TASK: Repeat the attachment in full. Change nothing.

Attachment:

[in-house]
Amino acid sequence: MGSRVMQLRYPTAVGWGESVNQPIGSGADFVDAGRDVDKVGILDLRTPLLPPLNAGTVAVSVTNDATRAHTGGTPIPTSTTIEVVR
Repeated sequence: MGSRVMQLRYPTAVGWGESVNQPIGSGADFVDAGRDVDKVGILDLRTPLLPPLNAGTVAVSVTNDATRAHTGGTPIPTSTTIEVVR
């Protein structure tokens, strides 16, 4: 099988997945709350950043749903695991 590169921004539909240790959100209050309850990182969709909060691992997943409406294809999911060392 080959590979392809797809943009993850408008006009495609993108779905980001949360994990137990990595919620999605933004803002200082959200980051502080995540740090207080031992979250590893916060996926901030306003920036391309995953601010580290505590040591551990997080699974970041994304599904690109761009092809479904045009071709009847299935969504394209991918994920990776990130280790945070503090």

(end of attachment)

[in-house]
Amino acid sequence: MGSRVMQLRYPTAVGWGESVNQPIGSGADFVDAGRDVDKVGILDLRTPLLPPLNAGTVAVSVTNDATRAHTGGTPIPTSTTIEVVR
Repeated sequence: MGSRVMQLRYPTAVGWGESVNQPIGSGADFVDAGRDVDKVGILDLRTPLLPPLNAGTVAVSVTNDATRAHTGGTPIPTSTTIEVVR
């Protein structure tokens, strides 16, 4: 099988997945709350950043749903695991 590169921004539909240790959100209050309850990182969709909060691992997943409406294809999911060392 080959590979392809797809943009993850408008006009495609993108779905980001949360994990137990990595919620999605933004803002200082959200980051502080995540740090207080031992979250590893916060996926901030306003920036391309995953601010580290505590040591551990997080699974970041994304599904690109761009092809479904045009071709009847299935969504394209991918994920990776990130280790945070503090």